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The Primate Wrist

  • Tracy L. KivellEmail author
Chapter
Part of the Developments in Primatology: Progress and Prospects book series (DIPR)

Abstract

This chapter reviews our current understanding of the extant primate wrist. Following Wood Jones and Napier, the morphology of the primate wrist can be generally described as primitive. It is this primitiveness that allows for the great degree of versatility in wrist function that primates require to navigate their complex locomotor and manipulative environments. This chapter focuses on the variation in bony morphology across different primate clades, ranging from strepsirrhines to hominoids, and the functional implications of this morphological variation with regards to hand posture and loading during locomotion and manipulation. Morphological information is divided broadly into four articular regions of the wrist –the antebrachiocarpal, radial carpometacarpal, midcarpal, and ulnar carpometacarpal joints – with further discussion of individual carpals bones and distinct features of particular taxa. Primitive features of the wrist are discussed within a broader mammalian comparative context, while the functional implications of specialized or convergent morphology is highlighted within and across taxa and clades.

Keywords

World Monkey Spider Monkey Tree Shrew Carpal Bone Ulnar Deviation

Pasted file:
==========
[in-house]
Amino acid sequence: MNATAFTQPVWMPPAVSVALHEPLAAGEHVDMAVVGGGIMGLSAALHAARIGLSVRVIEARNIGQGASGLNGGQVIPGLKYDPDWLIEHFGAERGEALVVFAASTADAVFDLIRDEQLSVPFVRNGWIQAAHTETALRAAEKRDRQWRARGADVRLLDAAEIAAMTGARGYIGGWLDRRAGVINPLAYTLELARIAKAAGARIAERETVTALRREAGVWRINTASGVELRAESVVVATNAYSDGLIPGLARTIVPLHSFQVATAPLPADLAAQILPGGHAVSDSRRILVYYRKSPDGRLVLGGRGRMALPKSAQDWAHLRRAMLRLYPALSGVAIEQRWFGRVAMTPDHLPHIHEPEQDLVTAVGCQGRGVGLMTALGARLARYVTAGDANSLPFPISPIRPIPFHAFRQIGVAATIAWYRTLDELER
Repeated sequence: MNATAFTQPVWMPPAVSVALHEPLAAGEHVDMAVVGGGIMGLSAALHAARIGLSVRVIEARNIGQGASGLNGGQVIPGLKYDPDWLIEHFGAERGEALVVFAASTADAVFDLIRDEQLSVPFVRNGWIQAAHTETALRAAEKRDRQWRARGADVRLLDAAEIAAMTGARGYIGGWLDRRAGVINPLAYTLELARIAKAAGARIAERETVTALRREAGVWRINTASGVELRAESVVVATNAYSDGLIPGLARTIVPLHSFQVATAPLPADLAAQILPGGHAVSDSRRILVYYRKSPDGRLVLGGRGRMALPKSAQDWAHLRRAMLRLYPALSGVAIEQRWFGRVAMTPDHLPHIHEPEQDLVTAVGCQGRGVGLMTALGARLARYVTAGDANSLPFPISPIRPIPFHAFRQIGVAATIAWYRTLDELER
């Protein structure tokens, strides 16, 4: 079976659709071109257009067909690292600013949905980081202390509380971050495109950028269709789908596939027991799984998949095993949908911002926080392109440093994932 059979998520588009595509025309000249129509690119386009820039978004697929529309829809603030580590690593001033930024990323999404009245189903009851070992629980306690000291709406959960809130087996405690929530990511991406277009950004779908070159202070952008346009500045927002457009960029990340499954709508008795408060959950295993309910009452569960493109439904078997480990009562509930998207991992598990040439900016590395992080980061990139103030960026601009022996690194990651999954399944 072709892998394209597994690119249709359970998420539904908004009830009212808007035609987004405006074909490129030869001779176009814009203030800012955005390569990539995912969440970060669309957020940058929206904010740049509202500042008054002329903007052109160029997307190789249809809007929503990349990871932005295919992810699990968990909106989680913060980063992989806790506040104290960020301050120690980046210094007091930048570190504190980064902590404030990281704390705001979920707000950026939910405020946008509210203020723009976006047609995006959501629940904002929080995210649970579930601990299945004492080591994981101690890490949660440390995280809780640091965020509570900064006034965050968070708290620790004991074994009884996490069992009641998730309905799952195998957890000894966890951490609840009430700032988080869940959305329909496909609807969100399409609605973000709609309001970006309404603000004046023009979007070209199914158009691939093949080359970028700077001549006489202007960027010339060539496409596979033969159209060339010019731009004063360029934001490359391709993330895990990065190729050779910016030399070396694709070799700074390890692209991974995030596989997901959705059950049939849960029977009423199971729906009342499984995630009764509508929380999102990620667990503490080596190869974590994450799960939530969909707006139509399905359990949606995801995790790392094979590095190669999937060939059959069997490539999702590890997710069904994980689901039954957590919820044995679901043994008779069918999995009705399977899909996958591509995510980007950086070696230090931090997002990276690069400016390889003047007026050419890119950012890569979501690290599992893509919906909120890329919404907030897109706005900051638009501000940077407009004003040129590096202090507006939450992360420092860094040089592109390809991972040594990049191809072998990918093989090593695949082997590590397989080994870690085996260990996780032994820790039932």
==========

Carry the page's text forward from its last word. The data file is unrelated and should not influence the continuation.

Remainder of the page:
These keywords were added by machine and not by the authors. This process is experimental and the keywords may be updated as the learning algorithm improves.

Notes

Acknowledgments

This review is the result of the knowledge, guidance, encouragement, expertise, generosity and patience of many, many people. Among them, I am grateful to David Begun with whom my interest in the wrist and hand initially developed, Daniel Schmitt and Roshna Wunderlich who taught and inspired me think about this anatomy in a completely new way, Lee Berger and Steve Churchill whose amazing fossil discoveries gave me the opportunity to move beyond the wrist, and Matthew Skinner, Jean-Jacques Hublin, Richard Lazenby and Dieter Pahr, who gave me the opportunity to look “inside” these bones for the first time. I thank the many museum curators whose generosity allowed me access to collections in their care. I am also grateful for the many insightful discussions that I have had over the years with fellow researchers of the hand, including (but not limited to) Caley Orr, Matt Tocheri, Biren Patel, Nick Stephens, Erin Marie Williams-Hatala, Mary Marzke, Campbell Rolian, Carol Ward, Sergio Almécija, and especially Pierre Lemelin, Daniel Schmitt and Brian Richmond, whose expertise and constructive comments greatly improved this chapter in particular. This work was funded by the Natural Sciences and Engineering Research Council of Canada, General Motors Women in Science and Mathematics Award, The University of Toronto, The Max Planck Society, and the European Research Council Starting Grant #336301.

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© Springer Science+Business Media New York 2016

Authors and Affiliations

  1. 1.Animal Postcranial Evolution (APE) Lab, Skeletal Biology Research Center, School of Anthropology and ConservationUniversity of KentCanterburyUK
  2. 2.Department of Human EvolutionMax Planck Institute for Evolutionary AnthropologyLeipzigGermany

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